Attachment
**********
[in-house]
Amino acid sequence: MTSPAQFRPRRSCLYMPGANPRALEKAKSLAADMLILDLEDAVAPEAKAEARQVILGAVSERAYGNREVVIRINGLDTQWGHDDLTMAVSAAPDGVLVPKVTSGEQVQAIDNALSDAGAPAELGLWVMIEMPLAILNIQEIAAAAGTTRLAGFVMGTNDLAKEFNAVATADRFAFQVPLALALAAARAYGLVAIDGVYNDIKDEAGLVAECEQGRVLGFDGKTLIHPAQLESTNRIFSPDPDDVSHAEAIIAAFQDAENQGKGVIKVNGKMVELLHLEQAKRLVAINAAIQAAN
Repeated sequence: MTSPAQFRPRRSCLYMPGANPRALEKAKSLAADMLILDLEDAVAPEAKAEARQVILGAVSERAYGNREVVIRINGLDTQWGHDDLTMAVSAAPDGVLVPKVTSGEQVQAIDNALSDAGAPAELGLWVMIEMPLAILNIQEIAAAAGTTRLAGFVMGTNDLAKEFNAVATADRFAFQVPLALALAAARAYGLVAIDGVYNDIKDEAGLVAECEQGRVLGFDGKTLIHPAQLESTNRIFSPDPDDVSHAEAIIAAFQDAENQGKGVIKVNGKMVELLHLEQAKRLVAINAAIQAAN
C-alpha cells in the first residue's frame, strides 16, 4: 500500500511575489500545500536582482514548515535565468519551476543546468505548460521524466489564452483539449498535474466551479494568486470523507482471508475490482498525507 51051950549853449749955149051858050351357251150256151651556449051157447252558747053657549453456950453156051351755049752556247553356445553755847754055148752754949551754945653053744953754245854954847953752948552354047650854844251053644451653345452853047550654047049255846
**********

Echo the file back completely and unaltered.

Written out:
[in-house]
Amino acid sequence: MTSPAQFRPRRSCLYMPGANPRALEKAKSLAADMLILDLEDAVAPEAKAEARQVILGAVSERAYGNREVVIRINGLDTQWGHDDLTMAVSAAPDGVLVPKVTSGEQVQAIDNALSDAGAPAELGLWVMIEMPLAILNIQEIAAAAGTTRLAGFVMGTNDLAKEFNAVATADRFAFQVPLALALAAARAYGLVAIDGVYNDIKDEAGLVAECEQGRVLGFDGKTLIHPAQLESTNRIFSPDPDDVSHAEAIIAAFQDAENQGKGVIKVNGKMVELLHLEQAKRLVAINAAIQAAN
Repeated sequence: MTSPAQFRPRRSCLYMPGANPRALEKAKSLAADMLILDLEDAVAPEAKAEARQVILGAVSERAYGNREVVIRINGLDTQWGHDDLTMAVSAAPDGVLVPKVTSGEQVQAIDNALSDAGAPAELGLWVMIEMPLAILNIQEIAAAAGTTRLAGFVMGTNDLAKEFNAVATADRFAFQVPLALALAAARAYGLVAIDGVYNDIKDEAGLVAECEQGRVLGFDGKTLIHPAQLESTNRIFSPDPDDVSHAEAIIAAFQDAENQGKGVIKVNGKMVELLHLEQAKRLVAINAAIQAAN
C-alpha cells in the first residue's frame, strides 16, 4: 500500500511575489500545500536582482514548515535565468519551476543546468505548460521524466489564452483539449498535474466551479494568486470523507482471508475490482498525507 51051950549853449749955149051858050351357251150256151651556449051157447252558747053657549453456950453156051351755049752556247553356445553755847754055148752754949551754945653053744953754245854954847953752948552354047650854844251053644451653345452853047550654047049255846